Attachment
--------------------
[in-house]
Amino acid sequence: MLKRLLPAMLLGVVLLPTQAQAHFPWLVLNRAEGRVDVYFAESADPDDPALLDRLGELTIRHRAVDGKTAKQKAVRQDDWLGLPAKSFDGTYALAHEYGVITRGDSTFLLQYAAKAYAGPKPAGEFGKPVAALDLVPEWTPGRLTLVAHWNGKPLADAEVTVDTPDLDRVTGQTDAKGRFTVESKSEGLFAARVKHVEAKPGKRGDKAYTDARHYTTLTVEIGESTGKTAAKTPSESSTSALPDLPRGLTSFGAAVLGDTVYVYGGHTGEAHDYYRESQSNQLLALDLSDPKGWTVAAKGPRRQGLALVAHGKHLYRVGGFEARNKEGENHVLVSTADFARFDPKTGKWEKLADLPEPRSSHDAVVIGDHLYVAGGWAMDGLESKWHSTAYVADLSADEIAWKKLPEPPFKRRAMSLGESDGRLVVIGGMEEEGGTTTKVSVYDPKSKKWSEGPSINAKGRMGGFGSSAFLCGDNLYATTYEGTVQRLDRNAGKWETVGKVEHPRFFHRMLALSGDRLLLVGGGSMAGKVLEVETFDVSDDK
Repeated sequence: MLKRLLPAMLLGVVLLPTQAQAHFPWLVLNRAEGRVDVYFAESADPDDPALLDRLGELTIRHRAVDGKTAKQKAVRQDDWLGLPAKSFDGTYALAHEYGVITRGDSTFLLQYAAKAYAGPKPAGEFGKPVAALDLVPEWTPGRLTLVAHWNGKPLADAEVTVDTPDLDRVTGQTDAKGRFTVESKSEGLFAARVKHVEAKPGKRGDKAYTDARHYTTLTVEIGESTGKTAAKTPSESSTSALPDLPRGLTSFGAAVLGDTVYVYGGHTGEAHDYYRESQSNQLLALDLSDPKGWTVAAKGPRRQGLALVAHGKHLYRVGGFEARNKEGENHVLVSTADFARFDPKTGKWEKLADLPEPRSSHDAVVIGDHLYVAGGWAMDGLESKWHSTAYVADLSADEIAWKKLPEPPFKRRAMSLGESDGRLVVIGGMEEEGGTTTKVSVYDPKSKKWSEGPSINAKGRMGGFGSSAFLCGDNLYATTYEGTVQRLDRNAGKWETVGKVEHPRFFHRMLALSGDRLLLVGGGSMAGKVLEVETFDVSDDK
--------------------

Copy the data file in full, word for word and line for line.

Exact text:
[in-house]
Amino acid sequence: MLKRLLPAMLLGVVLLPTQAQAHFPWLVLNRAEGRVDVYFAESADPDDPALLDRLGELTIRHRAVDGKTAKQKAVRQDDWLGLPAKSFDGTYALAHEYGVITRGDSTFLLQYAAKAYAGPKPAGEFGKPVAALDLVPEWTPGRLTLVAHWNGKPLADAEVTVDTPDLDRVTGQTDAKGRFTVESKSEGLFAARVKHVEAKPGKRGDKAYTDARHYTTLTVEIGESTGKTAAKTPSESSTSALPDLPRGLTSFGAAVLGDTVYVYGGHTGEAHDYYRESQSNQLLALDLSDPKGWTVAAKGPRRQGLALVAHGKHLYRVGGFEARNKEGENHVLVSTADFARFDPKTGKWEKLADLPEPRSSHDAVVIGDHLYVAGGWAMDGLESKWHSTAYVADLSADEIAWKKLPEPPFKRRAMSLGESDGRLVVIGGMEEEGGTTTKVSVYDPKSKKWSEGPSINAKGRMGGFGSSAFLCGDNLYATTYEGTVQRLDRNAGKWETVGKVEHPRFFHRMLALSGDRLLLVGGGSMAGKVLEVETFDVSDDK
Repeated sequence: MLKRLLPAMLLGVVLLPTQAQAHFPWLVLNRAEGRVDVYFAESADPDDPALLDRLGELTIRHRAVDGKTAKQKAVRQDDWLGLPAKSFDGTYALAHEYGVITRGDSTFLLQYAAKAYAGPKPAGEFGKPVAALDLVPEWTPGRLTLVAHWNGKPLADAEVTVDTPDLDRVTGQTDAKGRFTVESKSEGLFAARVKHVEAKPGKRGDKAYTDARHYTTLTVEIGESTGKTAAKTPSESSTSALPDLPRGLTSFGAAVLGDTVYVYGGHTGEAHDYYRESQSNQLLALDLSDPKGWTVAAKGPRRQGLALVAHGKHLYRVGGFEARNKEGENHVLVSTADFARFDPKTGKWEKLADLPEPRSSHDAVVIGDHLYVAGGWAMDGLESKWHSTAYVADLSADEIAWKKLPEPPFKRRAMSLGESDGRLVVIGGMEEEGGTTTKVSVYDPKSKKWSEGPSINAKGRMGGFGSSAFLCGDNLYATTYEGTVQRLDRNAGKWETVGKVEHPRFFHRMLALSGDRLLLVGGGSMAGKVLEVETFDVSDDK